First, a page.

Six hours from my hometown of Farmington, Connecticut, I stood in line to have my copy of Wade in the Water signed by the U.S. Poet Laureate Tracy K. Smith. When I handed her the book, I was immediately surprised when she asked, “Have we met before?”
“Yes,” I said quickly, “You spoke at Canisius College in Buffalo in 2014, and it was my first event as an English major.” It took no time for me to start rambling, and being such a big poetry fan, I was awestruck. I don’t really remember all of what I said.
I’d never met a writer of her renown before, and I remember being unsure of myself…Yet, most aren’t so lucky, especially if they don’t live in large metropolitan areas.
I do know Tracy K. Smith told me she wasn’t always good with names, but she could do faces. She signed my copy “with delight in seeing you again,” and I held myself back from screaming as I thanked her profusely.
It had been four years since I met her, a shy 19 year-old just starting my studies of literature, with not yet even one creative writing class under my belt. I’d never met a writer of her renown before, and I remember being unsure of myself. I was lucky that I knew that the farther I would go in my program, the more ‘normal’ this would be for me. Yet, most aren’t so lucky, especially if they don’t live in large metropolitan areas.
This is a challenge that our recently re-appointed poet laureate has taken on during her tenure in this position. The Sunken Garden Poetry Festival was just one of many stops in non-metropolitan communities across the country. Due to its proximity to Hartford, I’d also guess it was one of the closest to a city.
Where’s she going?
The tour began in New Mexico, with stops at the Cannon Air Force Base and the Santa Fe Indian School. In one day, Smith met with both commissioned Air Force officers and young children of Native American descent, two very different populations, especially in today’s world. From there, she was off to Colorado and then Kentucky before delving even farther into the South. Then, she’s worked her way back up north, as evident in her visit to Farmington.
Smith’s adventures have not necessarily been about spreading one political agenda or another; rather, she’s sought to bring poetry to communities that might not otherwise experience it.
Smith’s adventures have not necessarily been about spreading one political agenda or another; rather, she’s sought to bring poetry to communities that might not otherwise experience it. Her newest collection, Wade in the Water, draws its name from a spiritual sung by slaves during the Civil War, and the collection includes excerpts from letters between Civil War soldiers woven into Smith’s poetry. There’s even an erasure poem of the Declaration of Independence.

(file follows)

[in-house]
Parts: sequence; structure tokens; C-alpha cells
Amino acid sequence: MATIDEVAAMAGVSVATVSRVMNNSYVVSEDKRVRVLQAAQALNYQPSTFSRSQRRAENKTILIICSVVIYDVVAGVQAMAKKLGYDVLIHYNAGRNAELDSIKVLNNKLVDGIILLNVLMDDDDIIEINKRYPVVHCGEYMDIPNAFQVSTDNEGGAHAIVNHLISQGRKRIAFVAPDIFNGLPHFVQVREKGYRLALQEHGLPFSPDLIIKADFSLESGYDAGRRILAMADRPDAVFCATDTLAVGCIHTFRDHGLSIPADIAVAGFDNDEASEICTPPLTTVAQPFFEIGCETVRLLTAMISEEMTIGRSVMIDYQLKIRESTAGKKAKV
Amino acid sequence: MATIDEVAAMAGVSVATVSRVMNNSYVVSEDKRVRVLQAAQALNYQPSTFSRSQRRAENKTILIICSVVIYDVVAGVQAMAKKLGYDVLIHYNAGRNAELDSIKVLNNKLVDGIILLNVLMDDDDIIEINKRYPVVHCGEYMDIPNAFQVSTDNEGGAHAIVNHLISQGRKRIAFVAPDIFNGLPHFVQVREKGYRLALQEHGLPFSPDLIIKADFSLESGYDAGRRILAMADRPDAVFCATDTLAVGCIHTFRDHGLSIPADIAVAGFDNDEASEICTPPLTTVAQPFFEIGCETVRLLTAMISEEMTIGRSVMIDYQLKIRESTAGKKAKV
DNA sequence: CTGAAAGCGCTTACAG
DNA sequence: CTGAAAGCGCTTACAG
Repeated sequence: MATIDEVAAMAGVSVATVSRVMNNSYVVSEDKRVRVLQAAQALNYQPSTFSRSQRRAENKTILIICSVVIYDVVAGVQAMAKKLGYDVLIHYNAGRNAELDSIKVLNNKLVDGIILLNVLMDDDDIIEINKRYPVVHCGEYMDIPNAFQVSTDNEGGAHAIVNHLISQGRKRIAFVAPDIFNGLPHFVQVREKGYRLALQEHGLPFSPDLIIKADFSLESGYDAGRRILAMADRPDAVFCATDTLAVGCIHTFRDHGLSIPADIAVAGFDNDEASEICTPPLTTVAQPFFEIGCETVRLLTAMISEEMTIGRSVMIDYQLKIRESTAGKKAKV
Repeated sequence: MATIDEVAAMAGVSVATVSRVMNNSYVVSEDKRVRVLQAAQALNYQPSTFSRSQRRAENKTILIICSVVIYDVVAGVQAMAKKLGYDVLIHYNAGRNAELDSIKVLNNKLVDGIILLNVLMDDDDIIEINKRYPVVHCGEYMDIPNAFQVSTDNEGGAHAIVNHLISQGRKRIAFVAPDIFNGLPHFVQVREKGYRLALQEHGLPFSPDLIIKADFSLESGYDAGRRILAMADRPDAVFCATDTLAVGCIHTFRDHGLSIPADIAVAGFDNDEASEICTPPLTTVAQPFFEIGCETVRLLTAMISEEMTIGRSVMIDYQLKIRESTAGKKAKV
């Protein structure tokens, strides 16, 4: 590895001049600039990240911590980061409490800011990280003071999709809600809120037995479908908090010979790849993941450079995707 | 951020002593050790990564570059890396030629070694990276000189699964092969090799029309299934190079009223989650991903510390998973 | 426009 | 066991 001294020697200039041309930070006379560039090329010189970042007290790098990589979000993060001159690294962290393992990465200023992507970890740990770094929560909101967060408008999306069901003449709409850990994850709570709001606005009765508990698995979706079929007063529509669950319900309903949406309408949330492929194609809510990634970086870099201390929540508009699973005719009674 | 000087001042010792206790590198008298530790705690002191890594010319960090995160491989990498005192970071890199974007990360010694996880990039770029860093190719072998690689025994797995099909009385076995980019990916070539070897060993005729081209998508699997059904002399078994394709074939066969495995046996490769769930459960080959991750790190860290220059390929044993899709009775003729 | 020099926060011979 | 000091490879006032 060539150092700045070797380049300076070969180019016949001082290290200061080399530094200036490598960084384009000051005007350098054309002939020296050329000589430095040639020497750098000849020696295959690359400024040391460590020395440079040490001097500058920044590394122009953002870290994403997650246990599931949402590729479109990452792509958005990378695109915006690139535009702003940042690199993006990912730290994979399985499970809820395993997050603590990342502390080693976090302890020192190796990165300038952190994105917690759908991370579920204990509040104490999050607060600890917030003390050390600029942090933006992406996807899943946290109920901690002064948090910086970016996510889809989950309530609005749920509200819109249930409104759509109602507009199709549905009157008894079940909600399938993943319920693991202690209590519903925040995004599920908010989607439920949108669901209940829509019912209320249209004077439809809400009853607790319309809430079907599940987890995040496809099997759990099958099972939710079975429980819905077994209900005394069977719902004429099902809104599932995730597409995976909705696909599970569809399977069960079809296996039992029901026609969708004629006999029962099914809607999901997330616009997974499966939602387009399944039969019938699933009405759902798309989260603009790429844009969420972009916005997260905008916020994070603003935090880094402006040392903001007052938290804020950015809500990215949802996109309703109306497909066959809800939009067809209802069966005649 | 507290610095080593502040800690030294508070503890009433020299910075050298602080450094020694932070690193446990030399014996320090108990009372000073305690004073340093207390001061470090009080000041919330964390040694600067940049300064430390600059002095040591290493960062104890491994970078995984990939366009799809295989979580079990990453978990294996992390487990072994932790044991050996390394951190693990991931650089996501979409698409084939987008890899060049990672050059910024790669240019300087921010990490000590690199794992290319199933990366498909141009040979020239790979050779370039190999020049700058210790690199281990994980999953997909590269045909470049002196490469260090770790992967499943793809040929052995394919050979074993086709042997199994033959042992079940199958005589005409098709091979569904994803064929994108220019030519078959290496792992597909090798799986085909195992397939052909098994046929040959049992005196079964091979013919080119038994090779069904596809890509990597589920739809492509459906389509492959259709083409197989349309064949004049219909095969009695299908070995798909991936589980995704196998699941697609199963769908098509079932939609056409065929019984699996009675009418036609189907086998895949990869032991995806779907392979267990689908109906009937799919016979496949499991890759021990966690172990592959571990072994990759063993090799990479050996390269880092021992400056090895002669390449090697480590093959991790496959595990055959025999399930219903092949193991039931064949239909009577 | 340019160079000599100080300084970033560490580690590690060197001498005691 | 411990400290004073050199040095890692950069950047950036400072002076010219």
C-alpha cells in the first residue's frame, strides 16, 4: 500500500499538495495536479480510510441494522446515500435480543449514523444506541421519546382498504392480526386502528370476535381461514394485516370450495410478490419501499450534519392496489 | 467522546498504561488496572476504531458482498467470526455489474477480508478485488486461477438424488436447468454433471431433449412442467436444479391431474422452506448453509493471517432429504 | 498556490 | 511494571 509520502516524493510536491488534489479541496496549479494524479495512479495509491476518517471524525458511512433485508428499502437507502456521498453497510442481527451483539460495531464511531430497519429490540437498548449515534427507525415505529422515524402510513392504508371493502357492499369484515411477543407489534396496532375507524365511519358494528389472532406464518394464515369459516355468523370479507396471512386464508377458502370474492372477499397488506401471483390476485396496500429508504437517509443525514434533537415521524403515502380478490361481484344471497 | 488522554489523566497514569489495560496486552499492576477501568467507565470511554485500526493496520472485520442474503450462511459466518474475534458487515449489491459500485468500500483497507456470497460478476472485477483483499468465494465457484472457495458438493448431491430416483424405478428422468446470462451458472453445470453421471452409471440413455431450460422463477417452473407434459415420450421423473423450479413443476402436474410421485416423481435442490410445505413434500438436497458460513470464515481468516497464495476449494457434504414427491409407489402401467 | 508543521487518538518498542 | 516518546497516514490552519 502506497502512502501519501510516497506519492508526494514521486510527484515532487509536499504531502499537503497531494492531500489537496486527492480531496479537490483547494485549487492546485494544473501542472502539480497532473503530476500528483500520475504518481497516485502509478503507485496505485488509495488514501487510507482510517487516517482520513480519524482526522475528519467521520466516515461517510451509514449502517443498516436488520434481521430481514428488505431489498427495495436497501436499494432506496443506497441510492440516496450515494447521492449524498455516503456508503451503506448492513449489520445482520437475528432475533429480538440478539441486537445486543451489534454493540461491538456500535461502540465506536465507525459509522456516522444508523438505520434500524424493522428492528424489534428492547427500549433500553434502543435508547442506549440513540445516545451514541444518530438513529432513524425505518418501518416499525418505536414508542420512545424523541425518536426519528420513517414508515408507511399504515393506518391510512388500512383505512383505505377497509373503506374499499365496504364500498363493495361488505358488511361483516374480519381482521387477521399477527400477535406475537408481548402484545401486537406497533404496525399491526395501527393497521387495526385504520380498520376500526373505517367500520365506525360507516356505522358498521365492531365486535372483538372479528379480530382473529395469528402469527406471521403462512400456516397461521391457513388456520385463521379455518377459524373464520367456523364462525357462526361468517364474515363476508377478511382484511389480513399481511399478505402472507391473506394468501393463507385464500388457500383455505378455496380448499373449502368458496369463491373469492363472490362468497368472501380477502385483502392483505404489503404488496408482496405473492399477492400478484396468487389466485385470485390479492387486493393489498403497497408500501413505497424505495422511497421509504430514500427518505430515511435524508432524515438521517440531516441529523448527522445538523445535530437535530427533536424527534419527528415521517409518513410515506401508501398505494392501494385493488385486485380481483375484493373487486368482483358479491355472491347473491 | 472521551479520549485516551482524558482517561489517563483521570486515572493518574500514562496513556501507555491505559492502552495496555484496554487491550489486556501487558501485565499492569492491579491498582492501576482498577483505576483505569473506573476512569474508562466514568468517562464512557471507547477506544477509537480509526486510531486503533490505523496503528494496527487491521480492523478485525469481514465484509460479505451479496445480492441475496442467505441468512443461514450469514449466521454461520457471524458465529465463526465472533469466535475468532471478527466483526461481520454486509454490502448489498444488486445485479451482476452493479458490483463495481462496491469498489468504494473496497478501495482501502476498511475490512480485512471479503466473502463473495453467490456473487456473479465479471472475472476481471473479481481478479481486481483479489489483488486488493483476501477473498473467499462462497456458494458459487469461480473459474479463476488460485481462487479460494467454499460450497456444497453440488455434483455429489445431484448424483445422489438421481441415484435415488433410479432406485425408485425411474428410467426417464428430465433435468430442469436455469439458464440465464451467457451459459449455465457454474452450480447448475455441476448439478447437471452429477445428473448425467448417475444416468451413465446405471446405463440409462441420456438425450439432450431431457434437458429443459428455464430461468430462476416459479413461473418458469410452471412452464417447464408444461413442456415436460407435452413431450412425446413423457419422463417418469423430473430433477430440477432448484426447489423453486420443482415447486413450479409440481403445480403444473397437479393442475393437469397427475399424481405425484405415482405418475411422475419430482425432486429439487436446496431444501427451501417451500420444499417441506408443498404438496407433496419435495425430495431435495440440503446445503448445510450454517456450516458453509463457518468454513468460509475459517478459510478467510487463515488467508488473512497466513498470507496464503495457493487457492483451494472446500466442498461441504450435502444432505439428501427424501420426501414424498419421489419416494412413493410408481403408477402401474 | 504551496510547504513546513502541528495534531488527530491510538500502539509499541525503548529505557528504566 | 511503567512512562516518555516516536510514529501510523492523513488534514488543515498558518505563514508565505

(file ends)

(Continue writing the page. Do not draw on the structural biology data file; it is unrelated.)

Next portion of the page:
Building a necessary foundation
Much of the foundation of world literature began in verse. Think of those long poems like Beowulf, The Epic of Gilgamesh, and The Odyssey – all epic poems.
I touched before on the importance and intimacy of small venues in terms of musical artists. In venues like that, there’s the focus on music. Likewise, Smith is trying to bring a similar focus – this time on poetry – to areas that may not otherwise be able to interact with the medium.
Poetry can be very intimidating; I studied it and held that same preconception until I became more comfortable. It’s important, though. Much of the foundation of world literature began in verse. Think of those long poems like Beowulf, The Epic of Gilgamesh, and The Odyssey – all epic poems. It’s crucial that people have some understanding of poetry, or at least are open to it. That’s why it’s so important that Smith bring this sort of education to communities that might not otherwise be able to celebrate it.
I think that most people would agree that education should be a foremost priority, and I certainly know that all those who are literature-oriented would agree that the humanities don’t get enough credit for the effect they have on making people more empathetic. Tracy K’s poetry exemplifies empathy better than most poets, and being able to bring that to communities and foster that trait in those of all ages. At the Sunken Garden Poetry Festival, I saw quirky old women who had taken BYOB very seriously, and I saw young children who probably didn’t know how lucky they were to listen to the Poet Laureate.
…the humanities don’t get enough credit for the effect they have on making people more empathetic.
Smith finished her reading by moving from talking about history to the idea of devising a new myth. Personally, I think that there’s nothing that moves people more than a story, and our literary history exists quite literally because of the way that people have passed down stories from generation to generation. Now, as Smith says, it’s time to “write the new myth we need right now.”
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